- The American Conservative - https://www.theamericanconservative.com -

Toussaint

It’s All Saints Day. Lucas and I went to Catholic mass at the nearby church of St-Etienne-du-Mont [1], because I wanted to be near to the relics of Ste Genevieve [2] on this day. Her shrine is in this parish, which is atop the Montagne-St-Genevieve. The holy fifth-century woman was interred here. I have been making visits to her shrine to pray before her relics and at her tomb throughout my visit here (remember, I ran into the Antiochian Orthodox Bishop Basil on my way to visit Ste Genevieve one morning; he and another American Orthodox priest were leaving, having prayed before her relics). During the French Revolution, a mob burst into the church, pried open her tomb, removed her body, burned it down by the river, and threw the ashes into the Seine. Only two relics remained, because they had been removed from her body earlier and sent to churches outside the city. They were recalled; one is in the treasury of Notre Dame de Paris, and another — a piece of bone — is on display in a reliquary at St-Etienne-du-Mont, along with her now-empty tomb.

We stayed for mass, which was beautiful. I prayed for, and asked Ste Genevieve’s prayers for, the unity of the Catholic and Orthodox churches. Ste Genevieve, a pre-schism saint, is a point of unity between us. [3]I don’t speak French well enough to have followed the old priest’s sermon in its entirety, but I understood him well when he urged us to experience the joy of the saints on this day.

The church wasn’t full, but there was nevertheless a decent-sized crowd there, and there were more than a few young people, too, which was hugely encouraging. As I prayed during the liturgy, I thought about the mob that invaded this church so long ago, and the violence they did to it, and to the great saint’s body. I thought about how the Revolutionary government forbade Catholic worship here for about a decade, and turned this church into a secular “Temple of Filial Piety.” I thought about all the anti-Christian persecutions during the Revolution, and the murders of priests and religious. I thought about the great falling-away from the faith that France has witnessed in the past century. And yet … there people were, lining up to receive Communion. There was Holy Communion, still being offered under these Gothic arches. There were Parisians, singing, in Latin, “Credo in unum Deum…”.

There was the Church. Still. Like this great city [4], she is tossed about on the waves, but she doesn’t sink. Rejoice in the saints, indeed!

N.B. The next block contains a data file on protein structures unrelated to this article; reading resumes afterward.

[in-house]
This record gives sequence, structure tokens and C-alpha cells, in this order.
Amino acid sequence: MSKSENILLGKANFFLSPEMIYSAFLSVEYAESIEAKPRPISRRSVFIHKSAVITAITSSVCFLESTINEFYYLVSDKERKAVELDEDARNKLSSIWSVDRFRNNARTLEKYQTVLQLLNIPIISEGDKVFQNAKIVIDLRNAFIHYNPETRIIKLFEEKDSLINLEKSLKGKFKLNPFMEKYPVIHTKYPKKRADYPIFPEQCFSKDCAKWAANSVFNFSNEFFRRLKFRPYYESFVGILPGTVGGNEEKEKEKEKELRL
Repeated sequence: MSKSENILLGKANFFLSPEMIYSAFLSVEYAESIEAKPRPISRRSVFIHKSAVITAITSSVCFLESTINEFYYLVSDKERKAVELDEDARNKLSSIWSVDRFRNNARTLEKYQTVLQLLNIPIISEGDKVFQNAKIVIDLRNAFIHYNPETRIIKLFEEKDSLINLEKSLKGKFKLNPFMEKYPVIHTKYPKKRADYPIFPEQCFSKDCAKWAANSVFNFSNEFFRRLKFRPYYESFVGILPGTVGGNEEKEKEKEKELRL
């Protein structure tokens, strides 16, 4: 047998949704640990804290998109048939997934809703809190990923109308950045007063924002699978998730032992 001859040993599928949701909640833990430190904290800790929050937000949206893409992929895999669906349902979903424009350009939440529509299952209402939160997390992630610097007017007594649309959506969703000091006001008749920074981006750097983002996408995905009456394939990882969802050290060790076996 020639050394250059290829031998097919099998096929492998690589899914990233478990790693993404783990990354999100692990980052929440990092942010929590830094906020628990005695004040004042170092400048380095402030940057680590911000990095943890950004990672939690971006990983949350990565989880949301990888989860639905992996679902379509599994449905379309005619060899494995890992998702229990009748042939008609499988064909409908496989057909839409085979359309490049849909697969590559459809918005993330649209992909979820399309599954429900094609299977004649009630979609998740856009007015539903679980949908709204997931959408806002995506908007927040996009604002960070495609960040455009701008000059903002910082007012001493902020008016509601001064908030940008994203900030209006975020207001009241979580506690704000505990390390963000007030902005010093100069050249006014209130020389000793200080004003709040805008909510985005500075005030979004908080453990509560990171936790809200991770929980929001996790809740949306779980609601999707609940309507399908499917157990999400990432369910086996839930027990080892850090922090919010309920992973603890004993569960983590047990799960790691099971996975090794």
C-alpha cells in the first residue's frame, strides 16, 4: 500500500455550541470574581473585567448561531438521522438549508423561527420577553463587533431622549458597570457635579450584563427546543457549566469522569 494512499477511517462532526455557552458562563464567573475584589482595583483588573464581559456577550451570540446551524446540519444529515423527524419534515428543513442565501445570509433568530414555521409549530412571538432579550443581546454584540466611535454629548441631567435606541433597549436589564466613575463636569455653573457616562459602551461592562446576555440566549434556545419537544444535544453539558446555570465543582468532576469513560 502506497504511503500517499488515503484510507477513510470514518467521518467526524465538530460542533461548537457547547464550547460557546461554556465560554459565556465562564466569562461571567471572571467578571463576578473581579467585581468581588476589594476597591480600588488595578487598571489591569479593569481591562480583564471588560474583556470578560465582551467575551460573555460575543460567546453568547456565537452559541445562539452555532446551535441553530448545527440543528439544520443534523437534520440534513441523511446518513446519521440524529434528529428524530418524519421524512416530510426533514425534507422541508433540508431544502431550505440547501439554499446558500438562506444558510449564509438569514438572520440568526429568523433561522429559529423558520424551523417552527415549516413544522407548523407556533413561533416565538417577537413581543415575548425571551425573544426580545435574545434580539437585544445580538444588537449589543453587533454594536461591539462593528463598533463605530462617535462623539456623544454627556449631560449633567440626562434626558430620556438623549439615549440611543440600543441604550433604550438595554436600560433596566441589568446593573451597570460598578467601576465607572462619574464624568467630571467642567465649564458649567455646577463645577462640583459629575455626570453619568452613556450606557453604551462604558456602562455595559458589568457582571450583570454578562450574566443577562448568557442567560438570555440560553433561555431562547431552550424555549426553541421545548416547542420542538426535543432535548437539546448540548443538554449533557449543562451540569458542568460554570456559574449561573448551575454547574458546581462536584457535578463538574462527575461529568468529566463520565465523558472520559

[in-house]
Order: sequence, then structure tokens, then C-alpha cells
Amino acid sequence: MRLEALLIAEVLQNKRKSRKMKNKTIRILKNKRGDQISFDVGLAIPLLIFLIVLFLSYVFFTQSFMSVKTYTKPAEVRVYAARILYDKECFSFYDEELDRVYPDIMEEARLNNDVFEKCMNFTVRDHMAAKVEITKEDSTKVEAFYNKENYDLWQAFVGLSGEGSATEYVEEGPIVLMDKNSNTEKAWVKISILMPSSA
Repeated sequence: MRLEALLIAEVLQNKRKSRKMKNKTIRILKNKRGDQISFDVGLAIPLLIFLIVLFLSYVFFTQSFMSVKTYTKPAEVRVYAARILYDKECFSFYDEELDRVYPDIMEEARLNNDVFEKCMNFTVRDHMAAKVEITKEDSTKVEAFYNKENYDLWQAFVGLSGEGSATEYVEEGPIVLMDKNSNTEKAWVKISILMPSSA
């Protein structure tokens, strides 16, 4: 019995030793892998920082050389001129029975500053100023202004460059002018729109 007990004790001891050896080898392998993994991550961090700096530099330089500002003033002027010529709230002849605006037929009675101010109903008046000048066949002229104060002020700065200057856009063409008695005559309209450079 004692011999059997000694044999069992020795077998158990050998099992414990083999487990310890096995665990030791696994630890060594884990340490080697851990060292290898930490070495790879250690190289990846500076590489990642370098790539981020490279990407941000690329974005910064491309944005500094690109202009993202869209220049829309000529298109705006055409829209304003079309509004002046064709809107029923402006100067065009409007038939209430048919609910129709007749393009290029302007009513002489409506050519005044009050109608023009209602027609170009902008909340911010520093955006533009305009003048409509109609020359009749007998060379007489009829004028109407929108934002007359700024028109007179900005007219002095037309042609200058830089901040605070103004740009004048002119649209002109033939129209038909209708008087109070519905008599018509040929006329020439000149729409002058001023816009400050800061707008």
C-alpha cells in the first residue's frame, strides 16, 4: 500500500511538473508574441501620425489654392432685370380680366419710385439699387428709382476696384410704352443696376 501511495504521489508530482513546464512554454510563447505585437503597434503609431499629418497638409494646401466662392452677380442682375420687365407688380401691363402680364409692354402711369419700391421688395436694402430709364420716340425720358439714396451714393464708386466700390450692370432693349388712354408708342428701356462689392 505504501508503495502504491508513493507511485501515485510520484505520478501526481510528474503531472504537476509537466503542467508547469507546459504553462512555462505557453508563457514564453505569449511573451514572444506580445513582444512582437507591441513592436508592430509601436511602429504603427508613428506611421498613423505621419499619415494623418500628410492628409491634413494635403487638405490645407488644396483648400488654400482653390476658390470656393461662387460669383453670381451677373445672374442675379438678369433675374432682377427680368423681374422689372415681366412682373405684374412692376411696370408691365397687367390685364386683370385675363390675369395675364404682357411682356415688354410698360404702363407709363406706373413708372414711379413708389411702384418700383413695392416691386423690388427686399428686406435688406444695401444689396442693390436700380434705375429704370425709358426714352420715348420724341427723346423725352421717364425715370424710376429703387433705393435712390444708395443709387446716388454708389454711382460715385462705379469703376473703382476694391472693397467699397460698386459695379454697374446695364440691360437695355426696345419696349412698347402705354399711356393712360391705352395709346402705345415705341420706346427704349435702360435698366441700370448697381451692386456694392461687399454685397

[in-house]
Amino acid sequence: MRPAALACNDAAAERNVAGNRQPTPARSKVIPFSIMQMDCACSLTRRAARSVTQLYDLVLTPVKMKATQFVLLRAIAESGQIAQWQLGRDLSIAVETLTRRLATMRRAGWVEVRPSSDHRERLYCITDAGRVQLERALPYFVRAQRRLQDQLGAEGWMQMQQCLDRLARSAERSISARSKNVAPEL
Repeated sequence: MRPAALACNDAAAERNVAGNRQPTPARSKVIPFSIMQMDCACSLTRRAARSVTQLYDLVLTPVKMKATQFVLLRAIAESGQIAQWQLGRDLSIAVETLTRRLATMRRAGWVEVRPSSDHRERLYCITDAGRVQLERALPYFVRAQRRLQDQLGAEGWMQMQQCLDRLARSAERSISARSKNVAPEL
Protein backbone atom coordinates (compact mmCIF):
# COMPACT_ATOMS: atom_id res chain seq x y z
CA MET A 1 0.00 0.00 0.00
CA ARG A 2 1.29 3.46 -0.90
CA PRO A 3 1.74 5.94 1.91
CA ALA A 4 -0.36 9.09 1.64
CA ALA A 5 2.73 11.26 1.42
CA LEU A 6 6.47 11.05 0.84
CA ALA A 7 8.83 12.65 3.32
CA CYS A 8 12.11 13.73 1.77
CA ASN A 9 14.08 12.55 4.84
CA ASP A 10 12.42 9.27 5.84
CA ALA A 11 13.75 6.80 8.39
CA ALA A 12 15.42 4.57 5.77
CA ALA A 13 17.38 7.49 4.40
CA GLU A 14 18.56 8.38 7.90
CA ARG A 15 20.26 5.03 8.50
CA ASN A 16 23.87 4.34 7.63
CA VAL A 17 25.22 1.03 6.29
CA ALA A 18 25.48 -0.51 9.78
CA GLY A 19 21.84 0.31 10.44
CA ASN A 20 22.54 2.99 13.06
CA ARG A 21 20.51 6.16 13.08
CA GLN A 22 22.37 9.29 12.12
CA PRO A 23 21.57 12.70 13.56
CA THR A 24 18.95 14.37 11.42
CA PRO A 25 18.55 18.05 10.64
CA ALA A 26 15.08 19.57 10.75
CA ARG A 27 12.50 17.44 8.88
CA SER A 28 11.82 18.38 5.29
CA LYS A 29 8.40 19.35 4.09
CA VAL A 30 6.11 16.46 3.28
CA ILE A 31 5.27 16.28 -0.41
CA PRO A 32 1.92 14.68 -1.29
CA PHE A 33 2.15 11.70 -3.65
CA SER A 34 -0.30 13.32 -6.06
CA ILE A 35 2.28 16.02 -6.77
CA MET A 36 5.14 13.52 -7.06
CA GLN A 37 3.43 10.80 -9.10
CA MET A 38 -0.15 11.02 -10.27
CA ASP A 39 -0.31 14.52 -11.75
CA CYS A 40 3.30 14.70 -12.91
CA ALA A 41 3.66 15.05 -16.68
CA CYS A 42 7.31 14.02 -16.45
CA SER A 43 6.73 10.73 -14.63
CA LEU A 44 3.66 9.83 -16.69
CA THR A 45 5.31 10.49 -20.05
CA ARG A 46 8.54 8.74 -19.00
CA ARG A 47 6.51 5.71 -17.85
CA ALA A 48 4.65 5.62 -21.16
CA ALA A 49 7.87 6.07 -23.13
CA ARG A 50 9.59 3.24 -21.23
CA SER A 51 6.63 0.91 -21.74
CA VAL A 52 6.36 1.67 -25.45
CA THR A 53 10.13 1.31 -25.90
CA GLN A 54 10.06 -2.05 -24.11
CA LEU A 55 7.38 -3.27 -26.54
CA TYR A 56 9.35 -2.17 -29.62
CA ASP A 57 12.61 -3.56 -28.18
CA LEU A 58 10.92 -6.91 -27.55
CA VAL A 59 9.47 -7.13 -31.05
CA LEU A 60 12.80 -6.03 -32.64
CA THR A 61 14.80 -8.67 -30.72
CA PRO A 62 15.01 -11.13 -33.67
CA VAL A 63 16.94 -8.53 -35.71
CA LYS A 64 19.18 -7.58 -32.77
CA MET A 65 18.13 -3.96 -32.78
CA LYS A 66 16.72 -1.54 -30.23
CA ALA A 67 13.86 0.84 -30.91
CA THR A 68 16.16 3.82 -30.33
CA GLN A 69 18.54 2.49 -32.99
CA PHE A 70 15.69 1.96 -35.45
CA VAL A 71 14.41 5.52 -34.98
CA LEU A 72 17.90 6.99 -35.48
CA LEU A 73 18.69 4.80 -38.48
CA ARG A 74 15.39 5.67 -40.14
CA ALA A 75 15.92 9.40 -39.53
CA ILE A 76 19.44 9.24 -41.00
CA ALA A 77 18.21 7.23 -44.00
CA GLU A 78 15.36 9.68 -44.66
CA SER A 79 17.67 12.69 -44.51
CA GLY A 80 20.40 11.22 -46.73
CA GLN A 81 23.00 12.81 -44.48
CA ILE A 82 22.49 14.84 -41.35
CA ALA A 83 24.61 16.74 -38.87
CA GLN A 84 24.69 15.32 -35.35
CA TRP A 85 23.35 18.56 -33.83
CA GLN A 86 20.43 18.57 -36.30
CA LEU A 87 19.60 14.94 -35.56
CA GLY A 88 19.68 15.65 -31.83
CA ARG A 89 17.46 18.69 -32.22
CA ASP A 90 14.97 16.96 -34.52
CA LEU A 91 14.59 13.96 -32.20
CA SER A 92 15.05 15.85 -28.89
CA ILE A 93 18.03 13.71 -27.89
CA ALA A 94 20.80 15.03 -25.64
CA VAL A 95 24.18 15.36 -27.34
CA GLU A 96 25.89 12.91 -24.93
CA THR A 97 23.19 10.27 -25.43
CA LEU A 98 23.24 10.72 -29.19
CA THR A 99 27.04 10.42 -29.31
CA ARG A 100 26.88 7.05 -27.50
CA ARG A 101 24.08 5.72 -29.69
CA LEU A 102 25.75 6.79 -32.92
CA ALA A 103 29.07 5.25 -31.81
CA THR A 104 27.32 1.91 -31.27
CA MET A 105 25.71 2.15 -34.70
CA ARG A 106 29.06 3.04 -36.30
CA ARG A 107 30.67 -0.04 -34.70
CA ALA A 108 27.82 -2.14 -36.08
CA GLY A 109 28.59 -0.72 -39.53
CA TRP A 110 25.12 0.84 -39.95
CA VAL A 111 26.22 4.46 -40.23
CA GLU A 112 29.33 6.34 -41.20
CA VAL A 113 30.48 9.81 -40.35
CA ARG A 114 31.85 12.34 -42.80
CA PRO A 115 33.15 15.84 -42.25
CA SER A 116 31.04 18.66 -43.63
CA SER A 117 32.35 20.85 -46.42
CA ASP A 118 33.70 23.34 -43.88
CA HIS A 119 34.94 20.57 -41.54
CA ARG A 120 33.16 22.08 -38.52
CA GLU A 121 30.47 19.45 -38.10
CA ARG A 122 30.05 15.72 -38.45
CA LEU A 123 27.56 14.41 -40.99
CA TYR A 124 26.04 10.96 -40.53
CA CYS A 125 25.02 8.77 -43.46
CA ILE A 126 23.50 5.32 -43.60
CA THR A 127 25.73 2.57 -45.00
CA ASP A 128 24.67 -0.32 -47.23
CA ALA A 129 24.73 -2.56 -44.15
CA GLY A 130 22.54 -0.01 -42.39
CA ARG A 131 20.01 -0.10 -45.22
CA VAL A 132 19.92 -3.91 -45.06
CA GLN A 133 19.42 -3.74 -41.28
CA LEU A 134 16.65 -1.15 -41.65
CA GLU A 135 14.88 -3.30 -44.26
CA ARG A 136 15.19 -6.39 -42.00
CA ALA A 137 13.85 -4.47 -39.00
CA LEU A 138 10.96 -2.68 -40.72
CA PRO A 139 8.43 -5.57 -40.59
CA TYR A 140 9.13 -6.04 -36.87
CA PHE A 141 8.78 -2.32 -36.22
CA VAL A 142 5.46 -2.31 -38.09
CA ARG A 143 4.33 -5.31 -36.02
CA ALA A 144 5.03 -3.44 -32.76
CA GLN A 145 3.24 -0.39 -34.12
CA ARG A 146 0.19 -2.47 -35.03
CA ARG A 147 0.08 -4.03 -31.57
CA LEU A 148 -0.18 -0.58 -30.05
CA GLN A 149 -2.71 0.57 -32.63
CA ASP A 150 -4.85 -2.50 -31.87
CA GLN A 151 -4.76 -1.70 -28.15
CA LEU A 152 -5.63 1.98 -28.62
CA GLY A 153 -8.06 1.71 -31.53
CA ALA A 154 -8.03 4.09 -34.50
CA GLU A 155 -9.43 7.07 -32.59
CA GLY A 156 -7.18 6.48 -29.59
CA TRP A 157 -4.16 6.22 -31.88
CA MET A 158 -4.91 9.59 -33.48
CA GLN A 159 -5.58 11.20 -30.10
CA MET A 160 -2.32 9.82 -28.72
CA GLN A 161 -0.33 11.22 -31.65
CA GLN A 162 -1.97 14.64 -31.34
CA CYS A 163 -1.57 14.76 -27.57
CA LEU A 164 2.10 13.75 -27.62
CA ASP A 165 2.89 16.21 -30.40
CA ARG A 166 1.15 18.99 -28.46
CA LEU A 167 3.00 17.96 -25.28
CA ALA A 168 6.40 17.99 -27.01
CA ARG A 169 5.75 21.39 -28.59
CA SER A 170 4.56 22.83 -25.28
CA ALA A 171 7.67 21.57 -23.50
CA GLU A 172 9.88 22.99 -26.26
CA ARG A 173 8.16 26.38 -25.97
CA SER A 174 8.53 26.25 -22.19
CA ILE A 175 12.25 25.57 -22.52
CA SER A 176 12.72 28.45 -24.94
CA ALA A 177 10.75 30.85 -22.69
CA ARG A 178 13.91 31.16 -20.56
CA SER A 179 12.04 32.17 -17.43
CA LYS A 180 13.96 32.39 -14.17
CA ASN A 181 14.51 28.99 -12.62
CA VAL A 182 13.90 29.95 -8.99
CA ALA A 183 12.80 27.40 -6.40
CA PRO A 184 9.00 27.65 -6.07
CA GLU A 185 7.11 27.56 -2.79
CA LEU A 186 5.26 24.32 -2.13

After mass, I made a final visit to Ste Genevieve’s shrine, to place two icons of her I’d bought, and to pray and light a candle for suffering friends of mine, and again to ask her to pray for the unity of our churches. We walked out into a brisk, sunny late autumn day in Paris, full of hope and joy.

Bonne fete to you, reader!

Advertisement
18 Comments (Open | Close)

18 Comments To "Toussaint"

#1 Comment By Clint On November 1, 2012 @ 8:45 am

Soul Shine.

#2 Comment By Fool On November 1, 2012 @ 9:00 am

Thank you Rod. Oremus pro invicem.

#3 Comment By Nate On November 1, 2012 @ 10:02 am

St-Etienne-du-Mont. Yeah.
Cool. I remember going to St-Etienne-du-Mont the first time I was in Paris when I was 19. It was after being in a few other beautiful churches in Paris (Paris has a few of them, if I recall). I remember then thinking, “Yeah. So I gotta be Catholic now I think.”
I converted a few years later. I know that Paris had a lot to do with this.
I remember you had a thread a while back called something like, “Have you ever had an epiphany?” or some such title.

Yeah.

#4 Comment By Pickle On November 1, 2012 @ 10:02 am

I thought about all the anti-Christian persecutions during the Revolution, and the murders of priests and religious. I thought about the great falling-away from the faith that France has witnessed in the past century. And yet … there people were, lining up to receive Communion.

Barely. It’s a tough guess how long Christians will last in Europe, but the decline is real and too fast for any realistic recovery. Somebody else will take over, and it won’t be Europe in Christan form anymore. The land is too valuable, the climate too perfect…and the people who reside there too rootless and divided and fickle to hold it anymore. But the process is unfolding mighty quick from a historical point of view (sort of like California in the US, a one or two generation cultural wipeout).